initial cuts (dotted lines) and skinning path (orange arrows, repeat on other side)


Skinning converts the in-skin carcass into “game meat”. If the game meat (venison)is intended for anything other than home consumption this changes its legal status as well, see the Supply of Venison guide. The aim of this guide is to describe methods of skinning a deer carcass with the minimum of contamination. It is assumed that initial carcass inspection checks have been carried out and that a full inspection will have been completed by the end of the skinning process, see the Carcass Inspection guide. This guide is linked to the Larder design, Gralloching and Lardering guides.


There are many ways of skinning a carcass. Choosing a technique will depend on the size of the carcass, the facilities available and personal choice. All good techniques work with the way the carcass is formed, rather than fight against it. The carcass may be skinned on a bench or hanging up, usually by the hind legs, although hanging by the forelegs, known as “inverted dressing” can be used. A winch can be used to remove the skin, although a degree of preparation is required first.

Ultimately the objective is the same, to produce a hygienic, skin free carcass with no hairs on it, no bloody fingerprints, no unnecessary knife marks and if possible a striped bacon-like appearance on the back. This last feature is somewhat of an aesthetic feature and, although it is a marker of good technique, may be difficult to achieve in some species, depending on carcass condition.

Work area, equipment and hygiene

The work area is often in a deer larder or chiller but in any case should have similar structural standards and be clean and easy to disinfect, see the Larder Design guide. The work area must be washed and disinfected before skinning is carried out. Allow for a clear working space of at least 1 metre around the carcass as it is being skinned.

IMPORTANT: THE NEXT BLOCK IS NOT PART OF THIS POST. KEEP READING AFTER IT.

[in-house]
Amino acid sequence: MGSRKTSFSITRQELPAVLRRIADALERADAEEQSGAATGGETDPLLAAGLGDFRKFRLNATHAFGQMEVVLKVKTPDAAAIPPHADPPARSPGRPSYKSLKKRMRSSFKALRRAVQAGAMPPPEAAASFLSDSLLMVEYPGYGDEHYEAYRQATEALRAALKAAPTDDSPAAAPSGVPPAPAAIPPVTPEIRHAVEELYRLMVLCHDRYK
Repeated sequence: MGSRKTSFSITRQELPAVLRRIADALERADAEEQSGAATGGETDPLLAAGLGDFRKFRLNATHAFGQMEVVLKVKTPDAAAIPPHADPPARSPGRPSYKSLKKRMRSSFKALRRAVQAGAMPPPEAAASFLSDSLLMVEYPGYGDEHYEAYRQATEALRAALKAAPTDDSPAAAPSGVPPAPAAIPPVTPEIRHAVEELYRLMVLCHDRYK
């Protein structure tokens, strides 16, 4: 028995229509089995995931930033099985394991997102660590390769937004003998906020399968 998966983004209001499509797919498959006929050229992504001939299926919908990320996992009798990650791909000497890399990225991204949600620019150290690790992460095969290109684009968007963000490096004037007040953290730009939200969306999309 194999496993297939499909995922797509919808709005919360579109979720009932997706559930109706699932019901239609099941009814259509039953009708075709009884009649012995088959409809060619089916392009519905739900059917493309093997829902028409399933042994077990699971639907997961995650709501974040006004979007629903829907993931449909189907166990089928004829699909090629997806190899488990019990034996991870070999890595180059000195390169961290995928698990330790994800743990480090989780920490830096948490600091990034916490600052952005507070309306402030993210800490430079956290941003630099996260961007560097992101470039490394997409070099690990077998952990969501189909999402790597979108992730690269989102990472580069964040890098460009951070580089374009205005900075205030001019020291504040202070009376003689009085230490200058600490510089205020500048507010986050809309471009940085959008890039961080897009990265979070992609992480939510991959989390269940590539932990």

The equipment required is similar to that recommended for a deer larder and should be cleaned, ready for use.
It may be difficult to use gloves while skinning as they often tear. Clean hands and forearms thoroughly before beginning and wash them frequently in hot water during the process. Wet hands/fists also slide between the skin and the carcass more easily.


It is easiest to skin a carcass that is entire and still warm after being culled, completing the gralloch and so on afterwards. Most carcasses however, will already have been gralloched before skinning. For any carcass intended for skinning, and depending on the method to be used, it is worth considering leaving the head and feet on and the chest and pelvis intact to make skinning easier. Skin the carcass as soon as possible after culling unless there is a good reason to leave the skin on.

The carcass can be laid horizontally, belly up,on a larder bench. Alternatively, if it is to be suspended, leave the feet on and put the gambrel/hook through a knife slit above the rear feet, between the lower tendons and the canon bone, not in the hock. This will avoid having to remove the hock skin over the gambrel/hook and leaves the shank of the haunch clean. As another alternative, use stainless steel wire “snares” above the feet. Hang the carcass from a rail.

cut through the skin with the knife edge facing outwards


In whichever position the carcass is to be skinned, the initial cuts to the skin are similar, although they may vary between practitioners, see dotted lines in Fig 1.
To prevent hairs being cut and leaving loose hairs on the skinned surface, make cuts to the skin from inside/underneath the skin outwards, see Fig. 2. Cut through the skin only, not the flesh beneath it. If the carcass has been gralloched some of the cuts may already have been made.
Cut A: over the sternum from the bleed hole in neck, over the belly and up to the groin. Loosen or remove penis or remove udder.